ERA and EHEA
30 Sep 2022read more
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Synergies between the European Research Area (ERA) and the European Higher Education Area (EHEA) have been on the research policy agenda for some time. For instance, the topic appeared prominently in the context of the review of the ERA advisory structure in 2018, when the ERAC Opinion of 21 September 2018 had asked the ERA-related groups “to foster exchanges and discussions about common policy interests between ERA and the EHEA”.
In November 2018, research ministers confirmed the need to improve ties between ERA and EHEA. In its Conclusions on the governance of ERA of 18 November 2018 , the Council explicitly asked ERAC and the ERAC Standing Working Group on Human Resources and Mobility (SWGHRM) “to strive for better synergies between ERA and the European Higher Education Area on issues related to higher education, training, research careers and the knowledge triangle”.
In addition, the Competitiveness Council referred to the “Paris Communiqué” of 25 May 2018 in which the Bologna Ministerial Conference encouraged closer collaboration between the Bologna Follow-up Group (BFUG) and ERAC. In 2019, an informal exchange of views between the ERAC co-chairs and the representatives of the BFUG took place as a first response, followed by the first-ever joint conference of Directors-General for Higher Education and ERAC under the Finnish Council Presidency in October 2019 in Helsinki. It was agreed that the topic would be further developed and discussed both at the Bologna Follow-Up Group and in the future discussions of ERAC.
In December 2019, ERAC adopted an Opinion on the future of the ERA as an input to reflections in view of a scheduled Commission communication on ERA by mid-2020. In the Opinion, ERAC recommended, inter alia, “to adopt more holistic and comprehensive policy approaches encompassing research, innovation and education (including training and skills development), in particular with respect to higher education (EHEA), where the ERASMUS+ programme and the European Universities Initiative, as well as the EIT, could be building blocks.”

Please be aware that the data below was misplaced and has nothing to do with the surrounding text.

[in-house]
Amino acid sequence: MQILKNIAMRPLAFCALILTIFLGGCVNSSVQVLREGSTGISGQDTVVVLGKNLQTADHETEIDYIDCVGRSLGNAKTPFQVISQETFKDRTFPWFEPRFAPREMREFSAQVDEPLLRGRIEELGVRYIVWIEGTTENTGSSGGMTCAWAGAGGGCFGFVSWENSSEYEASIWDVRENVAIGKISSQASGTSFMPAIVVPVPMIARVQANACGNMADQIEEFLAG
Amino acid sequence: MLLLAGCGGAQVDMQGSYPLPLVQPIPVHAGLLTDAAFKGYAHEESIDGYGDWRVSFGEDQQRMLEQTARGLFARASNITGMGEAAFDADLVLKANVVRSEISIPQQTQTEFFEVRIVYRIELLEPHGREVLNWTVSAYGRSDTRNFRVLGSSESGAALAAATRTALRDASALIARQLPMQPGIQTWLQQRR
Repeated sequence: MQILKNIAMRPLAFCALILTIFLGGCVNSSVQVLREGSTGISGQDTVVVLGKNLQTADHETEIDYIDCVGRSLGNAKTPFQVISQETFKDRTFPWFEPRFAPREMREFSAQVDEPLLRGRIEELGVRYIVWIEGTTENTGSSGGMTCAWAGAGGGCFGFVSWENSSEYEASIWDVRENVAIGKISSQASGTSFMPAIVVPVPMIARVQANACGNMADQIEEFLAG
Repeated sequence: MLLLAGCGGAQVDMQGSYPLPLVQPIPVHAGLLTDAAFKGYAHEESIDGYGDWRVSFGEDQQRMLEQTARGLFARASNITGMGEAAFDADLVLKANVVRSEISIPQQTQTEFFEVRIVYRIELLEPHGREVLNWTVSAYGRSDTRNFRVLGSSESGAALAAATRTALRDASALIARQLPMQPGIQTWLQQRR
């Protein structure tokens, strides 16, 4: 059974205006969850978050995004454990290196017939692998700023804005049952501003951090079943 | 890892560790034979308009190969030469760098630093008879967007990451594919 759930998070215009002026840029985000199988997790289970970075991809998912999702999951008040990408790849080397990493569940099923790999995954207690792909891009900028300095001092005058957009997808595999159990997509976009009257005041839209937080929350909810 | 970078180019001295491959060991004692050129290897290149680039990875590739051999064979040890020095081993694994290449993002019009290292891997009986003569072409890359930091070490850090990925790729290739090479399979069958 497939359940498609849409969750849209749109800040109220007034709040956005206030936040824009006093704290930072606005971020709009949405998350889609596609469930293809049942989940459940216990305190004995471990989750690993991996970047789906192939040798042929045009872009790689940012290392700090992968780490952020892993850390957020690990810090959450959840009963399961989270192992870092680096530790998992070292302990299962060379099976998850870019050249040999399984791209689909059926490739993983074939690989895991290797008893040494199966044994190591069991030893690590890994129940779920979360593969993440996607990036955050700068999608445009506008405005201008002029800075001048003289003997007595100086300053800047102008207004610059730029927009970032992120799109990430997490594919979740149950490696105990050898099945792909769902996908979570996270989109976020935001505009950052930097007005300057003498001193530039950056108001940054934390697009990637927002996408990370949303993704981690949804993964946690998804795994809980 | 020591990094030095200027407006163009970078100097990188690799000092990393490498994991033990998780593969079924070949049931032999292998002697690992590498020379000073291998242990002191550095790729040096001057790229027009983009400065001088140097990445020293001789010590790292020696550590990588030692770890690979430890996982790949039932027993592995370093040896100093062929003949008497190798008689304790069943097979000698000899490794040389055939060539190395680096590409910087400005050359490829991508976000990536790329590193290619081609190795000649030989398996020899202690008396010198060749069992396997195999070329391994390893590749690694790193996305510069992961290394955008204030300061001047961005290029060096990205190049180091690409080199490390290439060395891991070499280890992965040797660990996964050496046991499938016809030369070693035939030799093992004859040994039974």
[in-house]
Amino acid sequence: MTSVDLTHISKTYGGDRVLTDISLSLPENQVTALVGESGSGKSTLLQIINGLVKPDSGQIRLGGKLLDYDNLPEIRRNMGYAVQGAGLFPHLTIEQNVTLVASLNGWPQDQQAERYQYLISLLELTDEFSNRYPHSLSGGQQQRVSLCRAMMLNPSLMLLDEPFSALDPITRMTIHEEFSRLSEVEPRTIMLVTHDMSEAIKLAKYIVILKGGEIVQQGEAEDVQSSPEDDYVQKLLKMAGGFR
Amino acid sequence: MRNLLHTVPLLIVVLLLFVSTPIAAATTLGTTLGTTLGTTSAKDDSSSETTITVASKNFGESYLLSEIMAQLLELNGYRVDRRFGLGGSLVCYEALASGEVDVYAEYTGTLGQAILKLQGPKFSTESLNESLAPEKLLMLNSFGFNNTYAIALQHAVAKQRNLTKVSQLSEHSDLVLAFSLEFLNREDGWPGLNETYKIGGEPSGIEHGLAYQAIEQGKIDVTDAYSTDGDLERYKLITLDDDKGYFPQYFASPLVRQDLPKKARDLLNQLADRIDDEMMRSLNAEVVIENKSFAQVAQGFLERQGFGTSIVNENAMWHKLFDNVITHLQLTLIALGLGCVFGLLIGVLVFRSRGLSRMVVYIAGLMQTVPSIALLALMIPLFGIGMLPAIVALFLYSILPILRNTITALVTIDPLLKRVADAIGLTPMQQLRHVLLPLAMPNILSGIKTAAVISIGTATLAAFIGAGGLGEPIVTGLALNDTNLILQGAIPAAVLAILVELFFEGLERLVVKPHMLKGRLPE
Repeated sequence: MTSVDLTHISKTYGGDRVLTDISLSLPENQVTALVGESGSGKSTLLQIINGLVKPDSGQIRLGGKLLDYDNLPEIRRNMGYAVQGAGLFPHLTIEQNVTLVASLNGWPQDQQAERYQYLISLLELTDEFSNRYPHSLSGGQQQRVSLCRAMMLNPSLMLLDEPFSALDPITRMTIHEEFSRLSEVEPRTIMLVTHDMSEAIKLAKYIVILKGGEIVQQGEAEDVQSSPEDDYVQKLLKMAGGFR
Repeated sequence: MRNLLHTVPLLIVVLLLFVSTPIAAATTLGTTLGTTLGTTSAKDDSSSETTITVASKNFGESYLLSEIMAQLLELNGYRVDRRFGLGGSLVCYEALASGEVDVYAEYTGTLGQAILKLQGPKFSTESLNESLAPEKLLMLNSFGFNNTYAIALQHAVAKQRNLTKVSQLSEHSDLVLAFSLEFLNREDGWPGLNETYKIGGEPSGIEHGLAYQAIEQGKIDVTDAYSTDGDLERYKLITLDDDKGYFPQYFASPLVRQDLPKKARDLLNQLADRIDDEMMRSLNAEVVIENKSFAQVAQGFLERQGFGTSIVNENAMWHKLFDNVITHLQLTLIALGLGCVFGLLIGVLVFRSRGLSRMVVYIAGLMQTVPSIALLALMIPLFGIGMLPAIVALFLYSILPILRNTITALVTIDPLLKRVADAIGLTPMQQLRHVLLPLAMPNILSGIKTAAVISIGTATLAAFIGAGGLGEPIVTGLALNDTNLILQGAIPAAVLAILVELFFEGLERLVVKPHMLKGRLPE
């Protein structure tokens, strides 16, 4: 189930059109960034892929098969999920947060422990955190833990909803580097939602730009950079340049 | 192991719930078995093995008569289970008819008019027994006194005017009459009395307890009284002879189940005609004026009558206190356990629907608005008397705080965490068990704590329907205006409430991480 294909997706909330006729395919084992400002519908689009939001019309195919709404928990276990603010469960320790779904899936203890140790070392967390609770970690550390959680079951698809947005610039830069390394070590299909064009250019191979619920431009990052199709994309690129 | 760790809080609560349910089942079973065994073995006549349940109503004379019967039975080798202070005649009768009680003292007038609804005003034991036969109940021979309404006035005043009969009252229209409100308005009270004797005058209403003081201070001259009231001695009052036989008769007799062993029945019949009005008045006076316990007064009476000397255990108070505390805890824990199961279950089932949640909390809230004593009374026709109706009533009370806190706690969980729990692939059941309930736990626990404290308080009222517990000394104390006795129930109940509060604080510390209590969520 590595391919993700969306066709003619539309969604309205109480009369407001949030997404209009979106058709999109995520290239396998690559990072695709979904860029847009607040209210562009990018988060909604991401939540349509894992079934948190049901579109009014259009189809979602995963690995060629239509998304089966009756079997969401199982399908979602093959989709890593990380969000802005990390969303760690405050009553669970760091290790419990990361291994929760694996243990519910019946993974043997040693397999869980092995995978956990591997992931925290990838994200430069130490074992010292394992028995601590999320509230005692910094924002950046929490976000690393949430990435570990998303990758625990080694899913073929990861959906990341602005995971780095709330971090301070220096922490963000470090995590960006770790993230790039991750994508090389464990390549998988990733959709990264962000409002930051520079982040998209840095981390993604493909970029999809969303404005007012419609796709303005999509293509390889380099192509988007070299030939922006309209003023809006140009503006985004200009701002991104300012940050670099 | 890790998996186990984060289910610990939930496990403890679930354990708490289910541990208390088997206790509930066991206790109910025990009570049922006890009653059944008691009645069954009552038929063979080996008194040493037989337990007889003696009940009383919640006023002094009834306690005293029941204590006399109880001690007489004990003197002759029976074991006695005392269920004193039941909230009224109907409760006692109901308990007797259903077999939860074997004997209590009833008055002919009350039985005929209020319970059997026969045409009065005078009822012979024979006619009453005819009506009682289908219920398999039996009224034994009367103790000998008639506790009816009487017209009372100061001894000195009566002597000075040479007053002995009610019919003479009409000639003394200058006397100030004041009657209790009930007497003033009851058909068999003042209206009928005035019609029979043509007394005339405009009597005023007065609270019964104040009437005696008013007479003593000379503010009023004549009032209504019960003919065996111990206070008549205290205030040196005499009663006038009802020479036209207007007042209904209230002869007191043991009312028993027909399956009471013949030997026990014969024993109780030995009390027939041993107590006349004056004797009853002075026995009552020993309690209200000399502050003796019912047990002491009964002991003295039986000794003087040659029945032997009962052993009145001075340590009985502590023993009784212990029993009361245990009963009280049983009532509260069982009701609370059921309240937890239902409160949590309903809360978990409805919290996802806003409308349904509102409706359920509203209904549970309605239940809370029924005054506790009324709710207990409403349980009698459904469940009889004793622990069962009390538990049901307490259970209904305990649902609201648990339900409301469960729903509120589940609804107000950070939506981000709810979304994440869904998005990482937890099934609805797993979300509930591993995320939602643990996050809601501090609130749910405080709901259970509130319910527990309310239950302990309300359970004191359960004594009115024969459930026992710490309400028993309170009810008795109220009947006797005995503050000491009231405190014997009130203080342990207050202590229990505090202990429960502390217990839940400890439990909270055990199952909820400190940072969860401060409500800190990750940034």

In the course of the recent informal meeting of the Competitiveness Council in Zagreb, Mariya Gabriel, the Commissioner for Innovation, Research, Culture, Education and Youth introduced the term of a “European Knowledge Area” as a comprehensive approach to address education, higher education, science, research, and innovation under one heading. Germany, Portugal and Slovenia as the in-coming Trio presidency have agreed to follow a common roadmap on education, research and innovation, which will target synergies between ERA and EHEA, including the future role of European University Alliances.
At the informal meeting of ERAC on 4 June 2020 (agenda item 4.1.), a discussion on synergies between ERA and EHEA showed that there is a need for stronger and more effective cooperation between the two areas, under the possible umbrella of a "European Knowledge Area". Synergies between the Horizon Europe and Erasmus programmes need to be strengthened, in particular in the context of the European University Initiative and the EIT.